// StartMathJax Script window.MathJax = {loader: {load: [ 'input/asciimath', 'ui/lazy', 'output/chtml', 'ui/menu']} }; (function() { var script = document.createElement('script'); script.src = "https://cdn.jsdelivr.net/npm/mathjax@3/es5/startup.js"; script.async = true; document.head.appendChild(script); })(); ---------- (Different files) ---------- // UpdateTypeset Script config = { attributes: true, childList: true, subtree: true }; // Callback function to execute when mutations are observed callback = (mutationList, observer) => { for (mutation of mutationList) { if (mutation.type === 'childList') { console.log('A child node has been added or removed.'); MathJax.typeset(); } else if (mutation.type === 'attributes') { console.log(`The ${mutation.attributeName} attribute was modified.`); } } }; // Create an observer instance linked to the callback function observer = new MutationObserver(callback); document.onreadystatechange = () => { if (document.readyState === 'complete') { console.log("Loaded fully according to readyState") targetNode = document.getElementById('content-wrapper') console.log(targetNode) // Start observing the target node for configured mutations observer.observe(targetNode, config); } }
top of page

From Laboratory to Lingerie: The Discovery of Nylon

Updated: Jul 21, 2023

#43 Science in History


28th February 1935


On this day in 1935, Wallace H. Carothers discovers nylon.

Nylon was discovered by Wallace Carothers, an organic chemist working for the DuPont Company in the United States. He had been working on the development of a synthetic fibre that could be used as a replacement for silk. In 1935, after many years of research, Carothers and his team developed a new polymer material that they called nylon. Carothers also discovered the synthetic rubber neoprene. A talented musician, he played the violin and piano and was known to perform in public concerts. Sadly, in 1937, 41-year-old Wallace Carothers took his own life following years of struggling with alcoholism and depression.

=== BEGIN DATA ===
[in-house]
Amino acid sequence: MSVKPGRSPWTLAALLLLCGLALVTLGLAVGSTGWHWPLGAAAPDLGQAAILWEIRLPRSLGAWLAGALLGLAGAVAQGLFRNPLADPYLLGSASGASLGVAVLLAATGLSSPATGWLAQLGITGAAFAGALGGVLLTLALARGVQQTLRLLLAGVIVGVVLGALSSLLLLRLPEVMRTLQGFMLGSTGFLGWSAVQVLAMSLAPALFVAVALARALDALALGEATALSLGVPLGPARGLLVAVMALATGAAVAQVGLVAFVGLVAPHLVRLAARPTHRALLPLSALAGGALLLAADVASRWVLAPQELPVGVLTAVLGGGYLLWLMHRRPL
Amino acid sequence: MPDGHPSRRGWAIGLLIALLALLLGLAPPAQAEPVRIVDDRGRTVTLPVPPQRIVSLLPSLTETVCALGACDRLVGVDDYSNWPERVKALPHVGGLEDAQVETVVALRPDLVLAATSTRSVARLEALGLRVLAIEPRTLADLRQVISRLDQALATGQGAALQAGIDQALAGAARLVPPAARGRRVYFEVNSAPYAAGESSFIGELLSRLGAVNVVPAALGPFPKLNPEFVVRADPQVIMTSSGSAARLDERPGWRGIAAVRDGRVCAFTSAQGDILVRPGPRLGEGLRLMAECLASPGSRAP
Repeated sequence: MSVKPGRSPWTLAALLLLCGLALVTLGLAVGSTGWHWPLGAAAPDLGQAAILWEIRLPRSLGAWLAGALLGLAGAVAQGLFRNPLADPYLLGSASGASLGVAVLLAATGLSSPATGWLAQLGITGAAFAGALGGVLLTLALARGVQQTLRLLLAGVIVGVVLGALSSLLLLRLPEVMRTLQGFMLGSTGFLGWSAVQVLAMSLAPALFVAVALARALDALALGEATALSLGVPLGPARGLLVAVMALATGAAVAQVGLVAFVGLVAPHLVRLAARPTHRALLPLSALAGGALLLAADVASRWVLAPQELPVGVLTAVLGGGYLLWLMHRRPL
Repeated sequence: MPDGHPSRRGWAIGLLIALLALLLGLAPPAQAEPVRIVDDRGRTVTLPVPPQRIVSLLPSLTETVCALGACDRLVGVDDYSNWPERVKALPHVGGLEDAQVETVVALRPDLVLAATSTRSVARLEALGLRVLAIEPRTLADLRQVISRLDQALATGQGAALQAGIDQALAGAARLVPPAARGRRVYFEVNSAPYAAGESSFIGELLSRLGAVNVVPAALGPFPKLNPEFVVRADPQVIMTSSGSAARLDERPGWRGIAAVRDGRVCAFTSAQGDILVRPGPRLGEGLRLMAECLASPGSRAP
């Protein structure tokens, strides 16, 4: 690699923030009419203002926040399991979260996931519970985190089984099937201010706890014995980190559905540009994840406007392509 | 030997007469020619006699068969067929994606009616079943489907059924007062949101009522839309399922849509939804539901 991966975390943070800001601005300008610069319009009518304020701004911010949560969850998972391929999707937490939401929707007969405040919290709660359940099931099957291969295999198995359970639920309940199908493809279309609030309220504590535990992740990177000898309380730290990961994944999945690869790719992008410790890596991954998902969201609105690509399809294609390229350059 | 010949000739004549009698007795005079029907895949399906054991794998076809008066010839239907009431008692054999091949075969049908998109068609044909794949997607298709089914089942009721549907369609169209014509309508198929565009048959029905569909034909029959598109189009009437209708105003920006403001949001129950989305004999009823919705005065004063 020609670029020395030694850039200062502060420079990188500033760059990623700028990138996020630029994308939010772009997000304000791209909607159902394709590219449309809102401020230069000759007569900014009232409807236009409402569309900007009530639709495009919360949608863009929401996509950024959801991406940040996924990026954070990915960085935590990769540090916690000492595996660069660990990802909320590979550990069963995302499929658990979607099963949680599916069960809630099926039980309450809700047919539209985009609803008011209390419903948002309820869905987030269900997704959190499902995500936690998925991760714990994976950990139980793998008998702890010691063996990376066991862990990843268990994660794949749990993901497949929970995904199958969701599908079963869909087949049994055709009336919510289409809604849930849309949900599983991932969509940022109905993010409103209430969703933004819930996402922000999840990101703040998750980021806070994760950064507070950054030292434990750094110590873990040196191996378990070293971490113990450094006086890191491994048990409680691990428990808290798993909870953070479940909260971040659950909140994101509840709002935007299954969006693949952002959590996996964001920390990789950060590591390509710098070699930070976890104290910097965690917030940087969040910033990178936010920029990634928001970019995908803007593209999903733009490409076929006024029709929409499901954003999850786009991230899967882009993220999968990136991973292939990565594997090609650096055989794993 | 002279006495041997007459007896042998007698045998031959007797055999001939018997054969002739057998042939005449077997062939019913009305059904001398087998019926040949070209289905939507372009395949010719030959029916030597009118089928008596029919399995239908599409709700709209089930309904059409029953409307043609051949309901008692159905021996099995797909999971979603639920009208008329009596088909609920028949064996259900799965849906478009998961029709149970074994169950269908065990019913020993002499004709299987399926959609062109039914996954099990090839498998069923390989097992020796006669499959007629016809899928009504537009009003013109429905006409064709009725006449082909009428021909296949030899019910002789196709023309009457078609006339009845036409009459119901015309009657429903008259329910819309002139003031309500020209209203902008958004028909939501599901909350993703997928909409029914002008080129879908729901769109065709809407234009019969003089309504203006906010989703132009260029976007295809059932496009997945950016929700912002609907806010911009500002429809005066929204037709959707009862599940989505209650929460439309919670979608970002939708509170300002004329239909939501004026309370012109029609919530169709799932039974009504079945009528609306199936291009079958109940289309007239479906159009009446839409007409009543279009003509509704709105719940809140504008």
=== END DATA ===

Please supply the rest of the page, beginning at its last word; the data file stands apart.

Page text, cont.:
Wallace Hume Carothers

Nylon has revolutionized the world in many ways. It has been used in the manufacturing of a wide range of products, from clothing to car parts.

Nylon was the first synthetic material that could be used to produce fibres that were as strong and durable as natural fibres such as silk and wool. It was also less expensive than natural fibres, making it an attractive alternative for use in clothing and other products.


In 1938, DuPont introduced nylon to the public for the first time. Nylon stockings quickly became popular, and within two years, DuPont had sold more than 64 million pairs of stockings. Nylon was also used in other products, such as toothbrushes, fishing lines, and parachutes.


The discovery of nylon had significant social consequences. Nylon stockings, in particular, had a profound impact on women's fashion and lifestyle. Before the introduction of nylon stockings, silk stockings were the most popular choice for women. However, silk stockings were expensive and delicate, making them impractical for everyday wear. Nylon stockings were more affordable, durable, and easy to care for, making them a practical alternative to silk stockings.


The popularity of nylon stockings led to a new era of fashion and style. Women's clothing became more practical and functional, with dresses and skirts designed to accommodate the wearing of stockings. The fashion industry also began to focus more on practicality and affordability, rather than just aesthetics. This shift in fashion had a significant impact on women's lives, as it allowed them to participate more fully in activities outside of the home.


The impact of nylon was not limited to the fashion industry. Nylon was also used in the manufacturing of tires, ropes, and other industrial products. This increased the efficiency of many industries and helped to drive economic growth. The development of nylon also paved the way for other synthetic materials, such as polyester and acrylic, which have become widely used.


While nylon has had many positive social and economic consequences, it has also had negative environmental consequences. Nylon is made from petrochemicals, which are non-renewable resources. The manufacturing of nylon also produces greenhouse gases and other pollutants, which contribute to climate change and environmental degradation.

The disposal of nylon products can also be problematic. Nylon is not biodegradable, which has led to the accumulation of nylon waste in landfills and oceans, where it can harm wildlife and contribute to the global plastic pollution problem. While we must be mindful of its environmental impact, nylon remains an important part of our modern world and a symbol of human ingenuity and innovation.





Comments

Rated 0 out of 5 stars.
No ratings yet

Add a rating
bottom of page